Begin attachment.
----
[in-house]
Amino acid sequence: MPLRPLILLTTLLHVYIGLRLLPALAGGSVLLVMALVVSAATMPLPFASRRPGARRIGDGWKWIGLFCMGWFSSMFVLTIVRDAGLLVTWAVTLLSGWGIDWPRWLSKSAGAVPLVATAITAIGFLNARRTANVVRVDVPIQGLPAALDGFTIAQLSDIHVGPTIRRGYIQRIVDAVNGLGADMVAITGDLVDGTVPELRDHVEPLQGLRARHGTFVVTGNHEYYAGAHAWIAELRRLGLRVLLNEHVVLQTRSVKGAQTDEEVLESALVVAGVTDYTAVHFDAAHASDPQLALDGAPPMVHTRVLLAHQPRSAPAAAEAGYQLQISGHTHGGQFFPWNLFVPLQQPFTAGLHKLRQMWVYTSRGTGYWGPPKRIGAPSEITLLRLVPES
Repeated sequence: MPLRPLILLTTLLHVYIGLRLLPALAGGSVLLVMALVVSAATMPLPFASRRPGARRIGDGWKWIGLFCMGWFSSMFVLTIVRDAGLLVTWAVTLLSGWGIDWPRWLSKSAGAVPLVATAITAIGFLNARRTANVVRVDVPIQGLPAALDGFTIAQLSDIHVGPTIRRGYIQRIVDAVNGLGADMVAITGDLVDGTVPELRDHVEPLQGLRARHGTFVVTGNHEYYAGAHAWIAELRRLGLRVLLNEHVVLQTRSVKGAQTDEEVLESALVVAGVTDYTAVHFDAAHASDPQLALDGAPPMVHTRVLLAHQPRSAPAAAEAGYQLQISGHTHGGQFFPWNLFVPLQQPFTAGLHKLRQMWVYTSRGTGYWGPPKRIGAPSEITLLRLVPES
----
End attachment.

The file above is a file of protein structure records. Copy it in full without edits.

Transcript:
[in-house]
Amino acid sequence: MPLRPLILLTTLLHVYIGLRLLPALAGGSVLLVMALVVSAATMPLPFASRRPGARRIGDGWKWIGLFCMGWFSSMFVLTIVRDAGLLVTWAVTLLSGWGIDWPRWLSKSAGAVPLVATAITAIGFLNARRTANVVRVDVPIQGLPAALDGFTIAQLSDIHVGPTIRRGYIQRIVDAVNGLGADMVAITGDLVDGTVPELRDHVEPLQGLRARHGTFVVTGNHEYYAGAHAWIAELRRLGLRVLLNEHVVLQTRSVKGAQTDEEVLESALVVAGVTDYTAVHFDAAHASDPQLALDGAPPMVHTRVLLAHQPRSAPAAAEAGYQLQISGHTHGGQFFPWNLFVPLQQPFTAGLHKLRQMWVYTSRGTGYWGPPKRIGAPSEITLLRLVPES
Repeated sequence: MPLRPLILLTTLLHVYIGLRLLPALAGGSVLLVMALVVSAATMPLPFASRRPGARRIGDGWKWIGLFCMGWFSSMFVLTIVRDAGLLVTWAVTLLSGWGIDWPRWLSKSAGAVPLVATAITAIGFLNARRTANVVRVDVPIQGLPAALDGFTIAQLSDIHVGPTIRRGYIQRIVDAVNGLGADMVAITGDLVDGTVPELRDHVEPLQGLRARHGTFVVTGNHEYYAGAHAWIAELRRLGLRVLLNEHVVLQTRSVKGAQTDEEVLESALVVAGVTDYTAVHFDAAHASDPQLALDGAPPMVHTRVLLAHQPRSAPAAAEAGYQLQISGHTHGGQFFPWNLFVPLQQPFTAGLHKLRQMWVYTSRGTGYWGPPKRIGAPSEITLLRLVPES